However, the EGO’s battery benefits are not limited simply to its steady supply of power. The official specs on the EGO’s battery give it a runtime of 45 minutes, but this is mostly to ensure that the large majority of consumers will report a generally agreement of the battery lasting at least that long. However, for general lawn cutting that is regularly maintained, the battery has been regularly tested to last up to an hour. On the contrary, if you are cutting down seriously tall, thick, or heavy grasses, the battery has also been known to last as little as 20 minutes. Of course, the grass in those tests are generally the hardier versions of around one foot in height. Needless to say, you likely will not have to worry about cutting that type of grass too often, assuming you keep up with your regular lawn maintenance. Even if you do have a job that calls for that type of work, you should only have to do it once.
Still, the EGO has gone out of its way to ensure that the battery is not an issue. Specifically, the EGO has designed a quick charging station that allows the battery to be fully charged in 30 minutes. This is one of the more impressive qualities about the EGO. Essentially, if you run out of juice, all you have to do is plug the battery into the charging station, take a short break—maybe get something to drink—and by the time you are done, your battery should be ready to continue the process. Of course, another quality that makes this even more convenient is that the battery is only 3 lbs. and easy to remove and install. Aside from the fact that a 3 lb. battery means the EGO will not be weighed down too heavily, you could get 2 batteries and have very little downtime. Essentially, if you buy a second battery, which is not an insubstantial investment at around $200, you could keep one charged while using the other. By the time your first battery runs out of juice, the second is fully charged. Simply switch the batteries out with the fully charged one in the EGO and the drained one on the charger and you will have only the transfer time to hold you back.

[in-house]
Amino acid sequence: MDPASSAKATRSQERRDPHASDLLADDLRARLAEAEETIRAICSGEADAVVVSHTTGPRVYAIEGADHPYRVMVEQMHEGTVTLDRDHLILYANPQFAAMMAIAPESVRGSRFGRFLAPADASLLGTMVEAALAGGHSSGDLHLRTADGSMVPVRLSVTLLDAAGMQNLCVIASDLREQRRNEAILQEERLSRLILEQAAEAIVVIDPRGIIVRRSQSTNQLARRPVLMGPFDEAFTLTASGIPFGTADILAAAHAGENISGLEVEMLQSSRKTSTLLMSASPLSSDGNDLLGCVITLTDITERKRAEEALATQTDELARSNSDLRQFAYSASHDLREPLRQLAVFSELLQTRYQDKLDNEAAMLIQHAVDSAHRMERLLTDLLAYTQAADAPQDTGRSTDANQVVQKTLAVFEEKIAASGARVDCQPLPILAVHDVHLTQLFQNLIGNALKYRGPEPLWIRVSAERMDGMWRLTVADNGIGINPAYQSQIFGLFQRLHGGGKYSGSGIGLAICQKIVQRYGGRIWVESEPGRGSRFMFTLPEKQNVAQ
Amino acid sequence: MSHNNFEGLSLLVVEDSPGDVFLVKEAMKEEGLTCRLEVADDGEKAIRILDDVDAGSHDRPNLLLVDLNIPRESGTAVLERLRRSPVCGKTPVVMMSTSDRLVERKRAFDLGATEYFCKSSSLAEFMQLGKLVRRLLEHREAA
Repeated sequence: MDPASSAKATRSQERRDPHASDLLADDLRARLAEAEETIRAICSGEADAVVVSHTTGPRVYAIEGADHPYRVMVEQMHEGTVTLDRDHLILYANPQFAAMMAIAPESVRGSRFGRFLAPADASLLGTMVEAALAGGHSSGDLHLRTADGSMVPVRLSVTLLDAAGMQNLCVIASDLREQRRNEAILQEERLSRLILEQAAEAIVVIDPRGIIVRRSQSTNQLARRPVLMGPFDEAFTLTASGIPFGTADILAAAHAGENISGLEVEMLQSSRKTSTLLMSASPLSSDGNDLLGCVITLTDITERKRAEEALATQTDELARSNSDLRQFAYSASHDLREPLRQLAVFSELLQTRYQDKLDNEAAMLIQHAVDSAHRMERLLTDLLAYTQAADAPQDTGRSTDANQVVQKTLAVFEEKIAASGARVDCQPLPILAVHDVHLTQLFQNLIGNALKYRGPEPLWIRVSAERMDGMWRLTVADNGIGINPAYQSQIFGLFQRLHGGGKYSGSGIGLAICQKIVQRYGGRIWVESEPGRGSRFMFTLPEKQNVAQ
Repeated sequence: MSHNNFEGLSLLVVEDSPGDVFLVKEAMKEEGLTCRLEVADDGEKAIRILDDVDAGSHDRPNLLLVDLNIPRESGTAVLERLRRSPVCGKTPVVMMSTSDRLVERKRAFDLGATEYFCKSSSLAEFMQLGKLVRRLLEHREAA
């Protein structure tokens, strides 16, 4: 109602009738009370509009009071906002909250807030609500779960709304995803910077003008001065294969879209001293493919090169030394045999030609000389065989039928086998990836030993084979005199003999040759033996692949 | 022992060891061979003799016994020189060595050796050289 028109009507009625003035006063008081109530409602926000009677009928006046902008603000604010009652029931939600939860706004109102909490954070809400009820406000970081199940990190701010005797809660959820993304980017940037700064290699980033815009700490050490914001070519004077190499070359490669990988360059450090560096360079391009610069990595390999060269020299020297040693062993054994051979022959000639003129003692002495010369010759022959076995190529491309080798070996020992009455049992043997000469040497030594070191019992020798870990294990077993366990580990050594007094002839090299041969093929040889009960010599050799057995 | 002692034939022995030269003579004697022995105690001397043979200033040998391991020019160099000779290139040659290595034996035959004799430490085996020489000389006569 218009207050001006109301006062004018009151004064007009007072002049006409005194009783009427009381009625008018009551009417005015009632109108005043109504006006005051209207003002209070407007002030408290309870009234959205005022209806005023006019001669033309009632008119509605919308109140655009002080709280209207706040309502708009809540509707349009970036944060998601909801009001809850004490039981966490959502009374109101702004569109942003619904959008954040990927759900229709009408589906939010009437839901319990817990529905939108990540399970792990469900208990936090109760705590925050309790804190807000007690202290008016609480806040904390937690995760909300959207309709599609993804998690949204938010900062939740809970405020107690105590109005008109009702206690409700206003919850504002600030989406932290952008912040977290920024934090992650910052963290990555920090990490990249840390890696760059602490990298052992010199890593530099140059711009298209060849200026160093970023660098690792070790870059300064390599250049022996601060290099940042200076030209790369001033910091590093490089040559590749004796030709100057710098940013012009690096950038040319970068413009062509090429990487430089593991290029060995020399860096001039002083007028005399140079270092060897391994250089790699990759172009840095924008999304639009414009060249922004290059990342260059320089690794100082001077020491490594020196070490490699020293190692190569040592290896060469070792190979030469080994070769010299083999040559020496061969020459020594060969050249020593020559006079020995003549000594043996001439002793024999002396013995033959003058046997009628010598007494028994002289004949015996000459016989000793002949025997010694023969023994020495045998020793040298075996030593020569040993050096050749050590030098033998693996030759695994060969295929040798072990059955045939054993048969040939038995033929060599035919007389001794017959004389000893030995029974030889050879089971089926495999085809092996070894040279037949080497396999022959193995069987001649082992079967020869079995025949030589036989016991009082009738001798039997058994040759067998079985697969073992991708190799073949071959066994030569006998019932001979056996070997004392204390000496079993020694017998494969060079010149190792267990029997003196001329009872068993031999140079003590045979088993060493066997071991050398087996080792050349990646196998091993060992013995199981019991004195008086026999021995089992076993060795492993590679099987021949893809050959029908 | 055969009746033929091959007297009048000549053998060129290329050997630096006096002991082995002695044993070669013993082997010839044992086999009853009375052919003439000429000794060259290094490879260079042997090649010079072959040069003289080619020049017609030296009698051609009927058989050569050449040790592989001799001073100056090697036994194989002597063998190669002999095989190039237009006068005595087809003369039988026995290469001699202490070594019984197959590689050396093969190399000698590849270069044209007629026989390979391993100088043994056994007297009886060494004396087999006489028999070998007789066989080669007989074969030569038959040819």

It really does feel as though the EGO was designed to account for all of the flaws that once held electric lawn mowers out of being serious contenders in the lawn mowing market. For instance, the EGO has a nice, wide deck of 20 inches. This is not necessarily the biggest deck in the lawn mower market, but it is easily on the larger side for push mowers in general and electric mowers in particular. With this 20-inch deck, you can expect to finish mowing the average sized lawn quicker than even many gas powered mowers whose decks can be as small as 15 to 17 inches.
Still, the EGO is not the Gold Pick simply because of its impressive battery design—though that certainly weighs heavier than the other features. The EGO has also made an impressively functioning mower that has a true 3-in-1 cutting mechanism. This means that the mower not only cuts the grass, it mulches it simultaneously. Also, you are given the option about post-cut distribution. You are able to have the mulching put into a rear-mounted bag or discharged out of the side. Furthermore, you will not have to worry much about the clippings as the magnetic motor has 600W of high-torque to ensure that the grass is cut at a consistently high power.